There are four main types of dampness that could affect your home. It is important to understand the difference between them so that you can effectively treat the problem.
1. Rising Damp
This is caused by water rising from the ground into the home. The water gets through or round a broken damp proof course (DPC) or passes through the natural brickwork if the property was built without a DPC. A DPC is horizontal layer of waterproof material put in the walls of a building just above ground level. It stops moisture rising through the walls by capillary action.
Rising damp will only affect basements and ground floor rooms. It will normally rise no more than 12 to 24 inches above ground level (300mm to 600mm) and usually leaves a ‘tide mark’ low down on the wall. You may also notice white salts on the affected areas. Rising damp will be present all year round but is more noticeable in winter. If left untreated it may cause wall plaster to crumble and paper to lift in the affected area.
Note. Black mould will rarely be seen where there is rising damp (and then only in the early stages). This is because rising dampness carries with it ground salts which prevent the growth of black mould.
2. Penetrating Dampness
This type of dampness will only be found on external walls or in the case of roof leaks, on ceilings. It only appears because of a defect outside the home, such as missing pointing to the brickwork, cracked rendering or missing roof tiles. These defects then allow water to pass from the outside to the inner surfaces.
1 Penetrating dampness is far more noticeable following a period of rainfall and will normally appear as a well defined ‘damp-patch’ which looks and feels damp to the touch. Note. Black mould is rarely seen on areas of penetrating dampness. This is because the affected area is usually too wet and the dampness contains salts picked up when passing through the wall, which prevent the growth of black mould.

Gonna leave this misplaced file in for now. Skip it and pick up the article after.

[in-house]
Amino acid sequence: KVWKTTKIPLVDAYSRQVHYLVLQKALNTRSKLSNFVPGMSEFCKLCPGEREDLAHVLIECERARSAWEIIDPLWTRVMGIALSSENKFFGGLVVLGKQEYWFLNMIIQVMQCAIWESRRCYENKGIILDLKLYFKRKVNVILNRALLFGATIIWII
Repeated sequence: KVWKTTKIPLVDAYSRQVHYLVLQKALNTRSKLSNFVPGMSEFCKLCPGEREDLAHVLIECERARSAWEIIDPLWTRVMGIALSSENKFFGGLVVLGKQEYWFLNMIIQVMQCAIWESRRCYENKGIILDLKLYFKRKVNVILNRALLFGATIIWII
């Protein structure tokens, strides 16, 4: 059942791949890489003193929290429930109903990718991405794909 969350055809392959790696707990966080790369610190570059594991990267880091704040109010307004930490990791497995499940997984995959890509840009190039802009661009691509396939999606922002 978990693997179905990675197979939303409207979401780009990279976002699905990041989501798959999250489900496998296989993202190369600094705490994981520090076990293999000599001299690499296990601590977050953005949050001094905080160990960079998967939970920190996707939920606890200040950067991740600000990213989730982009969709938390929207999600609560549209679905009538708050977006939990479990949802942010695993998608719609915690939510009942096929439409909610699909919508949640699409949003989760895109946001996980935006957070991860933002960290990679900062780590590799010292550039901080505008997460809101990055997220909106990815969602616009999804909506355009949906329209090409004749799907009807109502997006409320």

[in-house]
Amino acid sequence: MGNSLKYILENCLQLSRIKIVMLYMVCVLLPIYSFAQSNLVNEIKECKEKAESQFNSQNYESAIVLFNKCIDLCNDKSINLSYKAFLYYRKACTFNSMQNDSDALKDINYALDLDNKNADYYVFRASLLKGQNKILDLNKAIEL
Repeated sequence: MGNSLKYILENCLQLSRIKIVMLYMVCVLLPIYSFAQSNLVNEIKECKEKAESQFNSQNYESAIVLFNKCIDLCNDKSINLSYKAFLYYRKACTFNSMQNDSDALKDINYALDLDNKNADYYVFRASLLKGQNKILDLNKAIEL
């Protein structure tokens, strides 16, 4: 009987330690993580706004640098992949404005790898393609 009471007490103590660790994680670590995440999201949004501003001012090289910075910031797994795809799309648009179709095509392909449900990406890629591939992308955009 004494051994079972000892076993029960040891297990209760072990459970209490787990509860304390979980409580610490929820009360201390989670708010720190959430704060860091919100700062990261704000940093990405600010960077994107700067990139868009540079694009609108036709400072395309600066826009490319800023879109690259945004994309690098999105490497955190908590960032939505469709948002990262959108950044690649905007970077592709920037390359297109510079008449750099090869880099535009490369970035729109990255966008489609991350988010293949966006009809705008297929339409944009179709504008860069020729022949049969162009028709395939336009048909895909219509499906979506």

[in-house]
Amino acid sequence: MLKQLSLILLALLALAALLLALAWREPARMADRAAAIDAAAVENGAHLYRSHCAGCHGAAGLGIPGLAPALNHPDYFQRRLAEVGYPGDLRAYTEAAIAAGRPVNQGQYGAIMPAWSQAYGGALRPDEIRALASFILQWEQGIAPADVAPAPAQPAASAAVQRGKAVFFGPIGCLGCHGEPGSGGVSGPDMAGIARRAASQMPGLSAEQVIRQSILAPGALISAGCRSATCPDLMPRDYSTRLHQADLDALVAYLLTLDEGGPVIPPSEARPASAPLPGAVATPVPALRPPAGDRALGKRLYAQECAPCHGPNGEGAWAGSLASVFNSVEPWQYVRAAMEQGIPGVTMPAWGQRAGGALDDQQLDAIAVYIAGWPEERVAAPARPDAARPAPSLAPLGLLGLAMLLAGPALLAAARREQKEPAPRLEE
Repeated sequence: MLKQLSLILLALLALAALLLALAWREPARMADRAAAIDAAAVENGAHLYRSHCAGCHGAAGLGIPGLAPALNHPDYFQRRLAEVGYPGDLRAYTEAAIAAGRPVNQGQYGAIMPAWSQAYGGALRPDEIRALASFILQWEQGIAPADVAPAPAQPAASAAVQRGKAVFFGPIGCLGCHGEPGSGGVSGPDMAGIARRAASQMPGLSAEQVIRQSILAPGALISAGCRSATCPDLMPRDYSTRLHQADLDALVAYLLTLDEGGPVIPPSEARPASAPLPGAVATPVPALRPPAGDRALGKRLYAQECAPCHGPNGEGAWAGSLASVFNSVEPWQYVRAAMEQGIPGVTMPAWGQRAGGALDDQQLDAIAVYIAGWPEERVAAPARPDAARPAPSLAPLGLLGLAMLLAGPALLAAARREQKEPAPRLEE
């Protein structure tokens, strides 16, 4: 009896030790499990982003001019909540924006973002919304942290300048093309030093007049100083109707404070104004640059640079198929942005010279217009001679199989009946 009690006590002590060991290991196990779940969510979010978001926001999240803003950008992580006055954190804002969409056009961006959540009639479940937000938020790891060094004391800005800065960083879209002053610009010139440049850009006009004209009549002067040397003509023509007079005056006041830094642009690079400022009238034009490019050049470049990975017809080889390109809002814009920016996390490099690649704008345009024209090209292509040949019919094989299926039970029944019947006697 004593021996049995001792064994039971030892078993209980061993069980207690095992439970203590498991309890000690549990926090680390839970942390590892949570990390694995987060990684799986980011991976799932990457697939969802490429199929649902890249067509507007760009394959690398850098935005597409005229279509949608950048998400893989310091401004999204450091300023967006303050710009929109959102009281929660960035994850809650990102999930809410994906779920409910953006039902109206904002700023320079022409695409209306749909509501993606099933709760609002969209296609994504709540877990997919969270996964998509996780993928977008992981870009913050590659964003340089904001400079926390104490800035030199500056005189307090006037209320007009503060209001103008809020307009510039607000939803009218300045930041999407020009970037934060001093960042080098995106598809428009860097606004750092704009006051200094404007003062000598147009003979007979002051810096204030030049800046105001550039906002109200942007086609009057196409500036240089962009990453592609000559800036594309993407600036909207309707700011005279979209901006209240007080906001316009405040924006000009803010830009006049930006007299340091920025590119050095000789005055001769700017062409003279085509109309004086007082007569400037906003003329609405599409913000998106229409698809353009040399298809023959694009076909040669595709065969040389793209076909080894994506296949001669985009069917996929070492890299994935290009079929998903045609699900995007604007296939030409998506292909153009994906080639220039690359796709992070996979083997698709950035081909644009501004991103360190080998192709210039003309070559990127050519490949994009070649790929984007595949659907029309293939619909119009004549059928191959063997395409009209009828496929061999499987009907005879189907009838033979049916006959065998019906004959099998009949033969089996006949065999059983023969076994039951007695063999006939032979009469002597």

3. Defective Plumbing
Leaks from water and waste pipes, especially in bathrooms and kitchens, are relatively common. They can affect both external and internal walls and ceilings. The affected area looks and feels damp to the touch and remains damp whatever the weather conditions outside. A quick examination of the water and waste pipes serving the kitchen and bathroom and the seals around the bath, shower and sinks; plus the external pipework, such as guttering will usually find the source of the problem.
Note. Black mould will rarely be seen on this type of dampness because the area is usually too wet and the chemicals in a waste water leak will prevent mould growth.
This is by far the most common cause of dampness experienced by tenants and householders, resulting in a large number of enquiries or complaints received by the Council. Condensation is caused by water vapour or moisture from inside the dwelling coming into contact with a colder surface, such as a window or wall. The resultant water drops (condensation) may then soak into the wallpaper or paintwork or even plasterwork. In time, the affected damp areas then attract black mould that grows on its surface.
Condensation mainly occurs during the colder months, whether it is rainy or dry outside. It is usually found in the corners of rooms, north facing walls and on or near windows. It is also found in areas of little air circulation such as behind wardrobes and beds, especially when they are pushed up against external walls.
Note. Black mould is frequently seen on this type of dampness. Note. Black mould is frequently seen on this type of dampness